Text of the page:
Monday, March 07, 2011

10th Anniversary, 5th Biennial British Shakespeare Association Conference

24-26 February, 2012, Lancaster University (closing date for proposals: 1 Oct)

Shakespeare Inside-out: depth / surface / meaning

Shakespeare's texts produce meaning by turning insides out. We are drawn into
the plays and poems from the outside through surfaces: books, screens, words,
objects, costumes, the surfaces of actors' faces and bodies, retellings or
adaptations, teaching spaces and theatres, and via
our experiences of immediate effects like music, laughter, tears, movement. The
texts, meanwhile, turn deep human questions, emotions, subjectivities outwards
by projecting them as words and performance. This conference will ask how the
relationship between surface and depth
operates in Shakespeare's work. How does it function in different types of
performance practice from live theatre to film? In the traces of the past that
have come down to us? And in our practices as teachers and critics? The
conference will explore 'the deep value of surfaces' (Shusterman), the dynamic
relationship between surface and depth across a range of practices: reading,
watching, editing, teaching, performing. While postmodernism's defining feature
is supposedly 'the emergence of a new kind of flatness' (Fredric Jameson),
early modern constructions of inwardness, or 'depth', have been the subject of
some brilliant work on emotion, the body, subjectivity and psychological
character. We will investigate how multi-layered surfaces offer different ways
to get inside Shakespeare's texts, to access cognitive, emotional and
psychological depth. We will consider how, alternatively, spectacular and
brilliant surfaces may block such routes, emptying out texts /
bodies / performances and reflecting only those who watch or produce them in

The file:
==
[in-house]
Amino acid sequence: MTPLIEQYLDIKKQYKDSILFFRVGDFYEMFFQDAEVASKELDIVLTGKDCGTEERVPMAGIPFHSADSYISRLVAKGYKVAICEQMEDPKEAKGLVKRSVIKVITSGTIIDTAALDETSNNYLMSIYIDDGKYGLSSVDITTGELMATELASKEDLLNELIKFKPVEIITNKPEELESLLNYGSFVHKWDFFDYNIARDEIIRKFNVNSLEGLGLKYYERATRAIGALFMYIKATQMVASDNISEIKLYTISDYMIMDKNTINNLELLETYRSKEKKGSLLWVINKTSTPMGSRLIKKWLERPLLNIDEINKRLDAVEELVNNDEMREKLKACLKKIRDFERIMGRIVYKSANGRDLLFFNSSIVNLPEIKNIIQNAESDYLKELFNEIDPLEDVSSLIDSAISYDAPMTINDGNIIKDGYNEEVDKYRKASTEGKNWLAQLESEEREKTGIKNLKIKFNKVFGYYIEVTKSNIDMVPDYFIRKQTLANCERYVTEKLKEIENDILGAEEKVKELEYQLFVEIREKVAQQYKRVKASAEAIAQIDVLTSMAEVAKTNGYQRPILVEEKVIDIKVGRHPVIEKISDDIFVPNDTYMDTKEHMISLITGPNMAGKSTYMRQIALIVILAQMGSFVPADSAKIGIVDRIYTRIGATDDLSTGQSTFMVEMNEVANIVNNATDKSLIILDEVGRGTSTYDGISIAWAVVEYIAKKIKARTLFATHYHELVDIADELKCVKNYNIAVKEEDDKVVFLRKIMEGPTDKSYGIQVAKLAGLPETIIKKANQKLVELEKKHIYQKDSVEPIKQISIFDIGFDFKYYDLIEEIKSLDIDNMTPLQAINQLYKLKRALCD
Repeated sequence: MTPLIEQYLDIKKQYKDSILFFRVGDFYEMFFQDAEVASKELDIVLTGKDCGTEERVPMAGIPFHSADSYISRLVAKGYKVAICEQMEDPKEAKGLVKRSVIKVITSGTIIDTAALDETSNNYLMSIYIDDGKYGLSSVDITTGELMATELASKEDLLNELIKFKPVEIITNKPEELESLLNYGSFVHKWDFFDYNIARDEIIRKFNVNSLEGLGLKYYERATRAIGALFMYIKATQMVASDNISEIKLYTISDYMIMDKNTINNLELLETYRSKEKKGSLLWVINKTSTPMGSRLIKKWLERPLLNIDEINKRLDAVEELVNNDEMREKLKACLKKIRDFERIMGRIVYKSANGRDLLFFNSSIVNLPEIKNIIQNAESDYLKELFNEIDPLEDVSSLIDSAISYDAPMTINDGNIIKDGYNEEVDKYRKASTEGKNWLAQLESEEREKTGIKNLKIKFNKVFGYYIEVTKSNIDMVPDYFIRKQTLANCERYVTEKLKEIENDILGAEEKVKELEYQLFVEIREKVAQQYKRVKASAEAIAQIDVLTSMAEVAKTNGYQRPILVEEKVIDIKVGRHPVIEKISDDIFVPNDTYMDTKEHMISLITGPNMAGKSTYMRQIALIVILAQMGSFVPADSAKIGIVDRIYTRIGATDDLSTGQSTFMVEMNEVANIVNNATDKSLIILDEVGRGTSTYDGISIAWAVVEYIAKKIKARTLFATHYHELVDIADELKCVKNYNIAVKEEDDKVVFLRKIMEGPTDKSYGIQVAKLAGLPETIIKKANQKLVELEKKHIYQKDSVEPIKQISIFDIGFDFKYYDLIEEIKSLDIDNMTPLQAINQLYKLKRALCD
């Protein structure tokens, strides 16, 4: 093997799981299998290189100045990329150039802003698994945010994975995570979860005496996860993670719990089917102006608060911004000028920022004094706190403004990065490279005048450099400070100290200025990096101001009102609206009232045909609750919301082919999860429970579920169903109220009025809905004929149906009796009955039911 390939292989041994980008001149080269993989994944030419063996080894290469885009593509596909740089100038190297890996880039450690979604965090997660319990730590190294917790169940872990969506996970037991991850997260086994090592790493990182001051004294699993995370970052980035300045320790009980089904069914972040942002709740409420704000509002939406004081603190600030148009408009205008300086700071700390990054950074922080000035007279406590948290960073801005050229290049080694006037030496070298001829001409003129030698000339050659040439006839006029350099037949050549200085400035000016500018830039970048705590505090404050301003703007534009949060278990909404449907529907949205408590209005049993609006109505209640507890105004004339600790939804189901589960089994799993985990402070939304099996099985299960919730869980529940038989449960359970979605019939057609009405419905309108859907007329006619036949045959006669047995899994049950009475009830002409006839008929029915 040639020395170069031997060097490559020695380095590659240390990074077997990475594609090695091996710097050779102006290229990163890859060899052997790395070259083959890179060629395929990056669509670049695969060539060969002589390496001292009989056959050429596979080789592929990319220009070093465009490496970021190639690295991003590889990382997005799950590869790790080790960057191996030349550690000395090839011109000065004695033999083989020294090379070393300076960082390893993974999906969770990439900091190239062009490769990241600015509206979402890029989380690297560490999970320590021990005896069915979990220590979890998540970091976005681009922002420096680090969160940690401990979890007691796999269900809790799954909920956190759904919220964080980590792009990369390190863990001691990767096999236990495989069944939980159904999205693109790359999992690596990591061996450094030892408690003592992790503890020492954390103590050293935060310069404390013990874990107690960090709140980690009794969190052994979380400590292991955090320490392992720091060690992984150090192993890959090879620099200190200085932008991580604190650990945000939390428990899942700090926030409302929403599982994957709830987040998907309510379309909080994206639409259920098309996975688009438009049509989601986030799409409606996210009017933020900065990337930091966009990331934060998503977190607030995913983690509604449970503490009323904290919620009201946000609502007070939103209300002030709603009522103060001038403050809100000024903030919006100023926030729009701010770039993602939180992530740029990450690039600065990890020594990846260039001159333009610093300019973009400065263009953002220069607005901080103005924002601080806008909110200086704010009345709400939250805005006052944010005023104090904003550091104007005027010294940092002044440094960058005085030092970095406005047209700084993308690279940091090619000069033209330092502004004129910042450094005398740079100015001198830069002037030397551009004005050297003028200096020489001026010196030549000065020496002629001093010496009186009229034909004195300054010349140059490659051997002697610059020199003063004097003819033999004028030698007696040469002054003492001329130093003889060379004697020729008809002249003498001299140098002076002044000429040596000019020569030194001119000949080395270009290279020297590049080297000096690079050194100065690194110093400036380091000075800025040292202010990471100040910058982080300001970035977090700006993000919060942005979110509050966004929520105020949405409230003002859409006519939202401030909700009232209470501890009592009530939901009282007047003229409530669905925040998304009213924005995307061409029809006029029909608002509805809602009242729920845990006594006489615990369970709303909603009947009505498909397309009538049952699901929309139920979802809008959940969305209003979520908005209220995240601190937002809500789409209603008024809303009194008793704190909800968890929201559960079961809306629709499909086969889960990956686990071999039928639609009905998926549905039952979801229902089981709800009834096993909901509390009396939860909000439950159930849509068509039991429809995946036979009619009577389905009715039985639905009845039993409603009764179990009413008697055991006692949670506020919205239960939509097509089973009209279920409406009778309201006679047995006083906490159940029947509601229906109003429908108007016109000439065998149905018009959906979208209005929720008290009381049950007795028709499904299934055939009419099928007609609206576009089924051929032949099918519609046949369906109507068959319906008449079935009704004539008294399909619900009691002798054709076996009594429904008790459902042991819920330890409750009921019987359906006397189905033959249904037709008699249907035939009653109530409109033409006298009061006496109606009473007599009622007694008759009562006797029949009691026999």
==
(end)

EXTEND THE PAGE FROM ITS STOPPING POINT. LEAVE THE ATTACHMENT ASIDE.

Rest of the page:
different ways. Contemporary culture and economic recession arguably frustrate
our pedagogical preferences for 'deep' rather than 'surface' learning.
Proposals for panels, papers, workshops or presentations on any aspect of the
topic are welcomed from across the membership of the BSA by 1 October 2011
Questions we might address include:
•How are emotions represented, invoked and experienced in and through
Shakespeare's texts?
•How do superficial artefacts used in performance or printing such as costume
and props, illustrations, type, decorations, act as 'talismans' for different
kinds of engagement with Shakespeare?
•How do rituals and ceremonies in Shakespeare work as superficial orderings of
emotion and violence?
•Do Shakespeare's texts offer 'deeper' rewritings of source texts or do the
inter-textual relationships themselves deserve more in-depth study than they
have received to date?
•How do adaptations or retellings of Shakespeare act as gateways to and from the
•Does music in Shakespearean performances add depth or is it the 'icing on the
•How much deeper can we dig behind the fairly sparse documentation of early
modern theatre practices -- playing and watching?
•Does learning about Shakespeare happen on an immediately-measurable level or at
more intangible cognitive, affective and spiritual levels or both at once?
•Is it possible (or even desirable) to quantify what goes on as the result of a
performance, a film, a teaching session?


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